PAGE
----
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Rallycross event on Belle Isle promises thrills

Gregg Krupa
The Detroit News

Detroit — Think of it as the X Games meets the 104-year old motor sport of rallying on Belle Isle this weekend.

Truck in about 100 big rig loads of dirt. Put it down on the IndyCar track on the island, leaving parts of the asphalt and concrete exposed to create a hybrid road, off-road course.

Set up a 190-foot long jump, that will send cars 20-25 yards through the air.

Green flag a standing start from a zero-to-60 in 1.9 seconds.

Send 600 horsepower, racing-rigged, factory production Chevrolet Sonics, Ford Fiestas, Subaru WRXs, Volkswagen Beetles and even Citroen DS3s from France around the circuit at top speeds of about 130 mph.

Add lots of door handle-to-door handle racing, an effort to provide significant fan access to the pits and some talented racers experienced at Formula One, NASCAR, motorcycle racing and even skateboarding and other extreme sports.

Get some frontline race teams like Andretti and Chip Ganassi involved, a title sponsor obsessed with motor sports, Red Bull, and let auto-related companies like Lowe’s, Cobalt Tools, Yokohama and AutoZone kick in some dough.

And secure national broadcasting on NBC.


It all adds up to some motor racing in Detroit: The United States version of Global Rallycross (GRC).

Local NASCAR and IndyCar fans will notice Global Rallycross is, well, different in the “X-treme.”

It is also a lot different from the first rally in 1911, when 23 cars that started at 11 sites in Europe all finished in Monte Carlo under the auspices of Albert I, Prince of Monaco.

“Rallycross is very different from any other motor sport that race fans in Detroit would have ever seen,” said driver Tanner Foust, the 2011 and 2012 Global Rallycross champion.

“It’s really motor sport for someone with attention deficit disorder, I think.

“We’ve got all the cool kinds of motor sport you can see in about three minutes, from one seat,” said Foust, who also is a host of the racing program “Top Gear.”

“So, you’ve got drag racing at the start. You have door-to-door racing, you have crashing and pushing and jumping, gravel racing and all of that on a course that is a tight little track.

“The cars are quick. You wouldn’t consider them fast. But the speed at which they get up to speed is really fast.”

Unique to this Global Rallycross event is the use of part of Detroit’s IndyCar track, Foust said.

“We get to come to Motor City USA and bring this really young motor sport right into the backyard of the fans there,” he said.

With competition virtually in the shadow of the two United States manufacturers, motor racing in Michigan always brings a bit more of an edge to the competition, whether in Detroit or Brooklyn.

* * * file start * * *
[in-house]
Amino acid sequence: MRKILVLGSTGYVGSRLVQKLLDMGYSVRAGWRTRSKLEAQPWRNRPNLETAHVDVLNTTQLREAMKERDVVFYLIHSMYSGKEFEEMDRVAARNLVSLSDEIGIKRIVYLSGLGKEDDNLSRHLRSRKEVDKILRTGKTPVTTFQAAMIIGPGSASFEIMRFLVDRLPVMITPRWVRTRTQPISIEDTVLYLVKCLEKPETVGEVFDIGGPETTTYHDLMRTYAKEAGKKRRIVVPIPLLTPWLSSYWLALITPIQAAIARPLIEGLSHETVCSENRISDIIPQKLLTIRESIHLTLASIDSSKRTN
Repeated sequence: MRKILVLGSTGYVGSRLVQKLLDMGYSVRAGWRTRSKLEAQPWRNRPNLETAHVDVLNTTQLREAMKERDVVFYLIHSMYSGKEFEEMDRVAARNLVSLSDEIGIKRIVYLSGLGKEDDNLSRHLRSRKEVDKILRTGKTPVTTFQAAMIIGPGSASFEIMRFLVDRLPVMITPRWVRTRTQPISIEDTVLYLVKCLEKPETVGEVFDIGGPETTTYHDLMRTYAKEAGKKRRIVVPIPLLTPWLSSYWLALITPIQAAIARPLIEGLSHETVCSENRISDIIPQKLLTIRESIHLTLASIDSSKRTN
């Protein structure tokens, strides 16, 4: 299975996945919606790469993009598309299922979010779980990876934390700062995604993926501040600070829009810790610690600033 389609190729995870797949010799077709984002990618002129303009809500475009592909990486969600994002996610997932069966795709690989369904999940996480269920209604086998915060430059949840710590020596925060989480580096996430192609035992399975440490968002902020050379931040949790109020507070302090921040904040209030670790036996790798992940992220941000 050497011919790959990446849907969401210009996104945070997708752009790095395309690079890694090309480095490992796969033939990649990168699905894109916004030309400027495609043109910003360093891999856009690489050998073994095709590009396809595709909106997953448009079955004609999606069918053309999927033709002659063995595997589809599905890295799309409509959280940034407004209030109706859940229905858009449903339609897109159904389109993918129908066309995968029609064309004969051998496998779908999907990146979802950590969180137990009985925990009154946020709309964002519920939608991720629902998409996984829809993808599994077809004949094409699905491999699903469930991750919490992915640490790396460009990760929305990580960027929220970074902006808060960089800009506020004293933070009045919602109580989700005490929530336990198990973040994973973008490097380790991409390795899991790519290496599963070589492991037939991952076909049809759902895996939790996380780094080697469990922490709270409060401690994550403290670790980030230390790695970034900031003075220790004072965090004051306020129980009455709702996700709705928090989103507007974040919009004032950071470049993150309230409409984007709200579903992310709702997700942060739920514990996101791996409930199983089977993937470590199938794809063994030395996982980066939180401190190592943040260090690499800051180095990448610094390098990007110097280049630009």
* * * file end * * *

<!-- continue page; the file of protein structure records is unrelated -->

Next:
Global Rallycross started in 2010 as a motor sport component of the X Games. The last two years, with national broadcasting, the series has emerged.

The first races in Detroit — a Saturday and Sunday doubleheader, like IndyCar — are important to building the brand.

“Detroit is a stop we had an idea of on our calendar for this year,” said Colin Dyne, chief executive officer of Red Bull GRC. “We felt it was important to go to the Motor City and race there, and we made it happen.”

The drivers offer an unusual assortment of resumes.

“We have actions sports heroes in our series — Ken Block (skateboarding, snowboarding and motorcross), and Tanner Foust (most decorated driver in X-games history) and Brian Deegan (freestyle motorcross) — and Scott Speed (Formula One, NASCAR) and Nelson Piquet Jr. (Formula One, NASCAR),” Dyne said.

“We have a standing start. In our final race, we start three-abreast in the first row so the cars will be racing extremely fast into the first turn.

“We like to say, you know, ‘If it ain’t rubbing, it ain’t racing.’ ”

The challenge is to bend the available design, mechanics, technology and driving toward the highest speed attainable, within the constraints of the financial resources.

Asked to describe the exhilaration for a driver, Foust said. “Learning a track quickly and getting the feeling of getting a turn right.

“It sounds strange, but it’s difficult to get every corner absolutely right, every time. I think it’s pretty gratifying when it all comes together.”


Saturday-Sunday, Belle Isle, Detroit

TV: NBC — 2 p.m. Saturday, 4:30 p.m. Sunday

Tickets: $35 daily, children 12 and under free with adult admission


10 a.m.: Gates open

11 a.m.: Supercar warmup

11:10 a.m.: Lites warmup

12:15 p.m.: Supercar semifinals

1:20 p.m.: Supercar last chance qualifier

2 p.m.: Supercar final

2:40 p.m.: Lites last chance qualifier

3:25 p.m.: Lites final

4:30 p.m.: Driver autograph session


10 a.m.: Gates open

10:40 a.m.: Lites qualifying

11:15 a.m.: Supercar qualifying

12:15 p.m.: Lites heats 1A-1B

12:45 p.m.: Supercar heats 1A-1C

1:25 p.m.: Lites heats 2A-2B

2:25 p.m.: Supercar semifinals

3:05 p.m.: Lites last chance qualifier

3:30 p.m.: Supercar last chance qualifier

4 p.m.: Lites final

4:35 p.m.: Supercar final

5:30 p.m.: Driver autograph session